During the Gulf War the Coalition targeted Iraq’s infrastructure, including its electricity network, hoping that it would undermine the government and lead to the overthrow of Saddam Hussein. During the actual conflict, commanding General Norman Schwarzkopf denied that the Coalition was targeting Iraq’s power supply, but the truth later came out shortly after the war ceased. (1) On January 17, 1991 for example, the U.S. dropped metallic filaments onto the power network that short circuited the system, and caused blackouts. (2) The Coalition then targeted 28 power plants, flying 215 sorties against them, along with 9 transformer and switching yards. Within a few days, the entire power grid was knocked out of action. Military planners hoped that would cut off communications and the air defense system, as well as cause long-term hardships on the society, which would put pressure on Saddam. While the Bush administration had ruled out direct involvement in overthrowing the government, (3) it hoped to encourage a coup that would get rid of the dictator. Knocking out the power supply was part of that effort.
The problem was there was no coup. In turn, the United States was forced into a long-term strategy of attrition against Saddam, centered on the United Nations sanctions that were imposed in 1990. In the process, Iraq’s power grid began to degrade after it was severely damaged during the war. Four months after hostilities had ceased, 80% of the electrical system was still off line, and the government announced eight-hour blackouts. A Harvard report made immediately after the war found that bombing damaged 17 of the country’s 20 generating plants, and 11 were total losses. The Pentagon reported that the country’s capacity was down to 1920 levels. U.S. analysts believed that it would take 1-5 years to repair the infrastructure with U.S. aid. That assistance and the spare parts necessary to repair the power grid were largely cut off for thirteen years due to sanctions. In the 1980s Iraq was producing around 9,000-9,500 megawatts. By 2002 it was only producing 4,075 megawatts.
When the U.S. invasion came in 2003, the Coalition again targeted the power network, and the post-war chaos led to more damage. A report by a military war college and the State Department’s Future of Iraq project warned of outages and other problems that could occur after the war, but the U.S. plans contained nothing abut the electricity network. As a result, during the looting that took place immediately after the fall of the regime, power plants, electricity lines, and other parts of the system were stripped and destroyed. (4) As the situation deteriorated in the months following the overthrow of Saddam, cities and towns began knocking down towers as well to keep power for themselves. By July 2003 the electricity supply was down to 3,100 megawatts. Bechtel received a $515 million contract from the United States Agency for International Development in September 2003 to fix the power system, but the lack of security undermined that effort. In October 2003 the U.S. committed $5.7 billion in reconstruction money to the electricity network. By 2010 America had spent $4.9 billion of that money, and supply had been boosted above pre-war levels to 5,635 megawatts. The dilemma, was that demand skyrocketed after 2003 due to the removal of sanctions, cheap imports, an increase in buying power of Iraqis, and cheap prices. Usage spikes during the summer as well as temperatures rise. Discontent has been rising as a result for the last seven years, and finally boiled over in the Basra protest.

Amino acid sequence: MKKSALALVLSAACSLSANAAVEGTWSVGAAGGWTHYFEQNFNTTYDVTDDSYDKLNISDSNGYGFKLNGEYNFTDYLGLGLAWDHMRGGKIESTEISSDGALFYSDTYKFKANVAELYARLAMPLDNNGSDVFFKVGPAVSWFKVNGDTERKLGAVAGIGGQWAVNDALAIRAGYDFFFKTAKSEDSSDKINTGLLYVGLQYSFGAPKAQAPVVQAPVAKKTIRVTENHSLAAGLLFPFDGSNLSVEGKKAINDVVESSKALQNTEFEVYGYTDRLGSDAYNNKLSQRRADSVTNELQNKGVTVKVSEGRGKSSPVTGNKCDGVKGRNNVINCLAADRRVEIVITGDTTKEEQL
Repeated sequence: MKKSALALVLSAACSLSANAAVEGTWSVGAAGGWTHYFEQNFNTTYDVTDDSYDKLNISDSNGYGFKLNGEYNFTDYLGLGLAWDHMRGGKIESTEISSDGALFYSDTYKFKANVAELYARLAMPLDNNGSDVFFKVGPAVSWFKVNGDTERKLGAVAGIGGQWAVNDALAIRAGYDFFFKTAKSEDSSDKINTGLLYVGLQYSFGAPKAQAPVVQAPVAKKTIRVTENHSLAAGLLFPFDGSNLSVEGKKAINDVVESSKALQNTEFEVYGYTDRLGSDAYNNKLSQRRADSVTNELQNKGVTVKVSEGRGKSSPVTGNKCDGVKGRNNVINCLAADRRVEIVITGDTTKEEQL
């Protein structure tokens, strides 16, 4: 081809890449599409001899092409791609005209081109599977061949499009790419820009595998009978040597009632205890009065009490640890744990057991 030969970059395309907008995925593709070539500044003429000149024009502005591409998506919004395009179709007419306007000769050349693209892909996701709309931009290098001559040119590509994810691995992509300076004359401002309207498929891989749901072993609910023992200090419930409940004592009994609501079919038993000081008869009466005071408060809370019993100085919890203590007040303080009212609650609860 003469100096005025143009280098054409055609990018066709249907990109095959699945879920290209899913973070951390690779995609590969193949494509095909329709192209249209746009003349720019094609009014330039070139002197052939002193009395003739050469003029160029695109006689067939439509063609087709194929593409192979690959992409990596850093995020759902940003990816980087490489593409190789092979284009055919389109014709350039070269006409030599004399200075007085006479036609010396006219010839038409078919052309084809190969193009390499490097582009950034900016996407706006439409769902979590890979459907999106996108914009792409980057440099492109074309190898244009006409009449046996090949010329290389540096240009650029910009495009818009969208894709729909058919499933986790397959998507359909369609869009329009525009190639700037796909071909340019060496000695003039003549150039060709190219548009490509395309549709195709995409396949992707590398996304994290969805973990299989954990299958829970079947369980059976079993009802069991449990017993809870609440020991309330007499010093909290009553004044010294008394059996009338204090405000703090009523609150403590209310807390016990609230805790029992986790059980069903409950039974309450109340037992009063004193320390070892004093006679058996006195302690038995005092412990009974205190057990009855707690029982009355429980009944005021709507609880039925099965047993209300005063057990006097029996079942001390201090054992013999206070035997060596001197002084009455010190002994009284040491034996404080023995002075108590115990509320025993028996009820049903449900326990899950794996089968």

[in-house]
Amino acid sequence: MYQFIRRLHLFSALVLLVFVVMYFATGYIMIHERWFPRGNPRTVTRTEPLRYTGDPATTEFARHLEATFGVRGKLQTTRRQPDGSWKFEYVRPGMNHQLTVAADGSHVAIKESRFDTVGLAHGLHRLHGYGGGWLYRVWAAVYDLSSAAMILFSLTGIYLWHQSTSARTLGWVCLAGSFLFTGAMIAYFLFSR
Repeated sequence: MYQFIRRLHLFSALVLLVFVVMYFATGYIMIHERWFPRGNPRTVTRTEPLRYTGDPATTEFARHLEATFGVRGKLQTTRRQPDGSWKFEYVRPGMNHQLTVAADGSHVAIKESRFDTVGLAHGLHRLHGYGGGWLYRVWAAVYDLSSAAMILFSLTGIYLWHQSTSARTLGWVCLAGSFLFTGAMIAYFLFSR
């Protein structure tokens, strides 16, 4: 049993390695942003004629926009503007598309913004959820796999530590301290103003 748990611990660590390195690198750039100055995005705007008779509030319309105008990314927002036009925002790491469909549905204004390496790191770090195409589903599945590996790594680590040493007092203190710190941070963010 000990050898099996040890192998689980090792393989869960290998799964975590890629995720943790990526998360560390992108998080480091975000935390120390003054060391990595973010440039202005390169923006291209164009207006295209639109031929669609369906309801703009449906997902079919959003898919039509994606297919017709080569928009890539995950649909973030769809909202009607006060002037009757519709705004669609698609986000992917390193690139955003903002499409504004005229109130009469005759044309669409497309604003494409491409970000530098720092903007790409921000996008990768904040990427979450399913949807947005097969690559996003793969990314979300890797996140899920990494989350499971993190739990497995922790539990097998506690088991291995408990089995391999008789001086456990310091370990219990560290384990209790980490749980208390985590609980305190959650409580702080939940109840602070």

The governor and Prime Minister Nouri al-Maliki have both promised investigations into the Basra matter, but nothing is likely to change, at least not in the short-term. The Electricity Ministry has promised improved service every year. In 2010 for example, it plans on installing at least one power plant in every province except for the three Kurdish ones. Even that is unlikely to provide enough power to satisfy the public until the entire system is overhauled. That will cost billions more, and there are no current plans to do so. Until then, the gap between supply and demand is unlikely to be met, and anger may boil over again.
1. Gellman, Barton, “Storm Damage in the Persian Gulf,” Washington Post National Weekly Edition, 7/8-14/91
2. Tyler, Patrick, “Iraq Devastation Worse Than Allies Intended,” San Francisco Chronicle, 6/3/91
3. Seib, Gerald, “How Miscalculations Spawned U.S. Policy Toward Postwar Iraq,” Wall Street Journal, 5/31/91
4. Hanley, Charles, “500 felled towers keep Iraqi power at home,” San Francisco Chronicle, 10/2/03
Collier, Robert, “Iraqis swelter in 115 heat – and fume at U.S.,” San Francisco Chronicle, 7/3/03
Fineman, Mark, Wright, Robin, and McManus, Doyle, “Preparing for War, Stumbling to Peace,” Los Angeles Times, 7/18/03
Gellman, Barton, “Storm Damage in the Persian Gulf,” Washington Post National Weekly Edition, 7/8-14/91
Hanley, Charles, “500 felled towards keep Iraqi power at home,” San Francisco Chronicle, 10/2/03
Seib, Gerald, “How Miscalculations Spawned U.S. Policy Toward Postwar Iraq,” Wall Street Journal, 5/31/91
Al-Shalchi, Hadeel and Juhi, Bushra, “Anger over power cuts leads to violence in Iraq,” Associated Press, 6/19/10
Special Inspector General For Iraq Reconstruction, “Hard Lessons,” 1/22/09
- “Quarterly Report to the United States Congress,” 4/30/10
Tyler, Patrick, “Iraq Devastation Worse Than Allies Intended,” San Francisco Chronicle, 6/3/91
Wolffe, Richard and Gegax, T. Trent, “The Best-Laid Plans,” Newsweek, 7/21/03